April 21, 2016
This message brings news about:
A) Recent or Forthcoming Neurolaw Publications
B) Neurolaw Media & News Clippings
C) Conferences & Speaker Series
D) Other Developments
A. Recent or Forthcoming Neurolaw Publications
- Carlton Patrick,
A New Synthesis for Law and Emotions: Insights from the Behavioral Sciences
, 47 Arizona State Law Journal 1239 (2015).
- Emilie A. Caspar, Julia F. Christensen, Axel Cleeremans, & Patrick Haggard,
Coercion Changes the Sense of Agency in the Human Brain
, 26(5) Current Biology 585 (2016).
- Chris Willmott,
Use of Genetic and Neuroscientific Evidence in Criminal Cases: A Brief History of “Neurolaw”
in Biological Determinism, Free Will and Moral Responsibility 41 (2016).
- Chris Willmott,
Are We Ready for an Expanded Use of Neuroscientific Evidence in the Courtroom?
in Biological Determinism, Free Will and Moral Responsibility 65 (2016).
- Nicholas Scurich & Paul Appelbaum,
The Blunt-Edged Sword: Genetic Explanations of Misbehavior Neither Mitigate Nor Aggravate Punishment
, J Law Biosci (2016).
- Gabriele Bellucci, Sergey Chernyak, Morris Hoffman, Gopikrishna Deshpande, Olga Dal Monte, Kristine M. Knutson, Jordan Grafman, & Frank Krueger,
Effective Connectivity of Brain Regions Underlying Third-Party Punishment: Functional MRI and Granger Causality Evidence
, Social Neuroscience (2016).
- Hongbo Yu, Jia Li, & Xiaolin Zhou,
Neural Substrates of Intention–Consequence Integration and Its Impact on Reactive Punishment in Interpersonal Transgression
, 35(12) Journal of Neuroscience 4917 (2015).
- Gail B. Murrow & Richard Murrow,
A Valid Question: Could Hate Speech Condition Bias in the Brain?
J Law Biosci (2016).
- Erin D. Bigler, Paul B. Jantz, David Freedman, & George W. Woods, Structural Neuroimaging in Forensic Settings , 84(2) UMKC Law Rev 301 (2015).
B. Neurolaw Media & News Clippings
“Neuroscience is Changing How and When the Criminal Justice System Punishes Young Adults:” Research Network Members
were quoted in a recent Newsweek article on the ways in which neuroscience is influencing criminal justice for young adults. To read the full article, click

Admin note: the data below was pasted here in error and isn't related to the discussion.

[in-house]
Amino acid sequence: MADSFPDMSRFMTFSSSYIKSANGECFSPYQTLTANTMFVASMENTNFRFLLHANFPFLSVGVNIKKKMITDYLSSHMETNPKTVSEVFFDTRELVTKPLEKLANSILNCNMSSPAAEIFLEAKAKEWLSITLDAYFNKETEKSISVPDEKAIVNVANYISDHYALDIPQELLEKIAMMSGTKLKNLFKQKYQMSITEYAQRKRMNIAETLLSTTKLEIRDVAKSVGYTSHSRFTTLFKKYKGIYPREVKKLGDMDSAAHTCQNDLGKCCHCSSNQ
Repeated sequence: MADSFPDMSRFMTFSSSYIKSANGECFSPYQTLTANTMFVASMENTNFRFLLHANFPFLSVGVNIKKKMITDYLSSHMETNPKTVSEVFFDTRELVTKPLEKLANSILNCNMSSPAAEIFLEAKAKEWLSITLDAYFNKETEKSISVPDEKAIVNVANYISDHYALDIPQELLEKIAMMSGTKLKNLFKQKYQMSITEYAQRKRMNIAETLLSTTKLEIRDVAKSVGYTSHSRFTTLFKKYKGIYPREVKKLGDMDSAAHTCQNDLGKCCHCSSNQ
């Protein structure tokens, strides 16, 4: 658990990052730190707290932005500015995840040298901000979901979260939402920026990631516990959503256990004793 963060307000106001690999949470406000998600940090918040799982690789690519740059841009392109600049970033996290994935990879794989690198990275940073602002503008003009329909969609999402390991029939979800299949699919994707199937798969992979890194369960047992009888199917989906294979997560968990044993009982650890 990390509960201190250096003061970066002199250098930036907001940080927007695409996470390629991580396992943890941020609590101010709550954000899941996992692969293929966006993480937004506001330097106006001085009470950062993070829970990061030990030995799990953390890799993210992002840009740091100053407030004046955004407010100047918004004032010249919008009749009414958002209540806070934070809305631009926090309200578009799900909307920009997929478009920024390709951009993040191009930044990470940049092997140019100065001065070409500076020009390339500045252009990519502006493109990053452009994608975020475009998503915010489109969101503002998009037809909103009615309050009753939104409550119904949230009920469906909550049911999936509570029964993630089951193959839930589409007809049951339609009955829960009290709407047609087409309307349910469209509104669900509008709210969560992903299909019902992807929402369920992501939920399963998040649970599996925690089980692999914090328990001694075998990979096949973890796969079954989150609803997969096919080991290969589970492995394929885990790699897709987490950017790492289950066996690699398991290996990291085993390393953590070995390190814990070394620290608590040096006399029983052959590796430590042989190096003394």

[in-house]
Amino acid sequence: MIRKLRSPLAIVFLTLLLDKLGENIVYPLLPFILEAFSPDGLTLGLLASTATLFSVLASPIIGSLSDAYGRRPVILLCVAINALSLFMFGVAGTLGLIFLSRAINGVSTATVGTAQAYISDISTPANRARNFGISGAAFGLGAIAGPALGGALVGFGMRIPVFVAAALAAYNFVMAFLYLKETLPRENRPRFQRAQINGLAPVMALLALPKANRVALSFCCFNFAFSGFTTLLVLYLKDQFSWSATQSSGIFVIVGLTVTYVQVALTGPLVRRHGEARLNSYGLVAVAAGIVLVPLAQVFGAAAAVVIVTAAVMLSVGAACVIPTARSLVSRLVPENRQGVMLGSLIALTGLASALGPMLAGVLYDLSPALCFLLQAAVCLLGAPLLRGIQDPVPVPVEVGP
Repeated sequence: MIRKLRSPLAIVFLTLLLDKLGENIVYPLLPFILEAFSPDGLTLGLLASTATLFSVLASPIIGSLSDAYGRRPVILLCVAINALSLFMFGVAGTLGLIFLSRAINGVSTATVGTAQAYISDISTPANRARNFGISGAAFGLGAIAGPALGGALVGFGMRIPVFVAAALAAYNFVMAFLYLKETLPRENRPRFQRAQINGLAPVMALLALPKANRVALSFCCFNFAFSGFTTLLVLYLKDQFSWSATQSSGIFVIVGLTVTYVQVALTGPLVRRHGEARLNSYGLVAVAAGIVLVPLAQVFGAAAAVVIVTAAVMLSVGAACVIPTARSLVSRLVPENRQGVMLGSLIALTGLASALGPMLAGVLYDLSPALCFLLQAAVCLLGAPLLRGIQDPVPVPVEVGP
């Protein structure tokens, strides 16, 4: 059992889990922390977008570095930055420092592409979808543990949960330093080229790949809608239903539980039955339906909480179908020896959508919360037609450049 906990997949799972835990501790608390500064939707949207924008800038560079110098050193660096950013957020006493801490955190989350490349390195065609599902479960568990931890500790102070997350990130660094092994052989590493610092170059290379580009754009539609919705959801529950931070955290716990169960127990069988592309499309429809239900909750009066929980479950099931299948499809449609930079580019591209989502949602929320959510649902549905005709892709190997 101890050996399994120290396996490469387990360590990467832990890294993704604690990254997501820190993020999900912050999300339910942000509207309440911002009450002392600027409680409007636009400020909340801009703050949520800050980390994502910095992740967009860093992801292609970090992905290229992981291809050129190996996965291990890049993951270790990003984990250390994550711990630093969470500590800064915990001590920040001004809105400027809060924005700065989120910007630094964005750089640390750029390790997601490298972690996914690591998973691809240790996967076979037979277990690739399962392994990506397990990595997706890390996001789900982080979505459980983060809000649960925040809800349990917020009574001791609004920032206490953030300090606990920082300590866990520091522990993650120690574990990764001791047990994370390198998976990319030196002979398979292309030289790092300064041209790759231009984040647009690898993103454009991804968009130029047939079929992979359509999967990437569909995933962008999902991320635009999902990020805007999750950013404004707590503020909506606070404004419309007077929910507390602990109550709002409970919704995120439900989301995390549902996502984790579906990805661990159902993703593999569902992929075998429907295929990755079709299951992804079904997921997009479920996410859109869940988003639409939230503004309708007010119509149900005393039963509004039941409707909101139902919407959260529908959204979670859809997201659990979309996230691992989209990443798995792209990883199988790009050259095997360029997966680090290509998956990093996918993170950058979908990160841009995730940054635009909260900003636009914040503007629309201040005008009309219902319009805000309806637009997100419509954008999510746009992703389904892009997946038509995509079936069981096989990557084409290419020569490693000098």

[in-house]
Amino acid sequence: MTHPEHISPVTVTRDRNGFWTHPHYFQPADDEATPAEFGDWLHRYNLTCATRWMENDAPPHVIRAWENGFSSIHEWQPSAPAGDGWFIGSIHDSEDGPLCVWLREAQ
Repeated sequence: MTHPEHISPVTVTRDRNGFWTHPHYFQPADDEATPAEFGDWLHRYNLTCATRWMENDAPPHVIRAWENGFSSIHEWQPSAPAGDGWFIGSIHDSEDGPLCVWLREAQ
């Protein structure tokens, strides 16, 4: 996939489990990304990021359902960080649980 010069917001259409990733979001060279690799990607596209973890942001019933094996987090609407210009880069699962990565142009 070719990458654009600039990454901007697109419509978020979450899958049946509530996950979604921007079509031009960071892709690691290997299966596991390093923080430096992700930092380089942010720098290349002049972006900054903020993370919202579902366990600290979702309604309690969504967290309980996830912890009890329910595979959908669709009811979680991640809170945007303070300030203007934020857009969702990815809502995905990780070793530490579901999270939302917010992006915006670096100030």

“The Brain Gets Its Day in Court:” The Atlantic recently published a piece by Greg Miller titled, “The Brain Gets Its Day in Court” which revolves around
a new study
that found that the number of judicial opinions referencing neuroscience as evidence more than doubled between 2005 and 2012. Research Network Director
, Executive Director of Education and Outreach, were quoted. To read this recent article, click
- Personal Injury Law and Neuroscience: The ABA Journal recently ran a piece by Kevin Davis titled “Personal Injury Lawyers Turn to Neuroscience to Back Claims of Chronic Pain.” Hank Greely and Adam Kolber , among others, are cited. To read the full article, click here .
C. Conferences & Speaker Series
- Neuroimaging in the Courtroom: On March 3, 2016, Geoffrey K. Aguirre spoke at the Penn Neuroscience & Society Public Talk Series (2015-2016). His talk was titled Neuroimaging in the Courtroom: A Perspective From the Witness Stand . To learn more about this public talk series, click here .
Research Network Director Owen Jones recently gave three Keynote addresses on Law and Neuroscience, as follows:
a) Criminal Law, Justice, and Neuroscience, Academy of Criminal Justice Sciences, Annual Convention , Denver, CO, March 2016
b) Law and Neuroscience: Exploring the Implications, Brain Awareness Week , University of Tennessee, Knoxville, TN, March 2016
c) Law and Behavior, Past, Present, and Future, Society for Evolutionary Analysis in Law, Annual Scholarship Conference , Arizona State University, Tempe, AZ, April 2016
D. Other Developments
Dissertation from Italy: Dr. Marie Challita’s dissertation, “The Empathic Brain as the Neural Basis of Moral Behaviour” is now internationally available online here . Chapter 5 of this thesis titled “Legal Perspectives” is likely of particular interest to the neurolaw community.
Neurolaw News is produced by The MacArthur Foundation Research Network on Law and Neuroscience, headquartered at Vanderbilt University Law School, 131 21st Avenue South, Nashville, TN 37203. For more information, please see: < / >. For phone inquiries, please call 615-343-9797.
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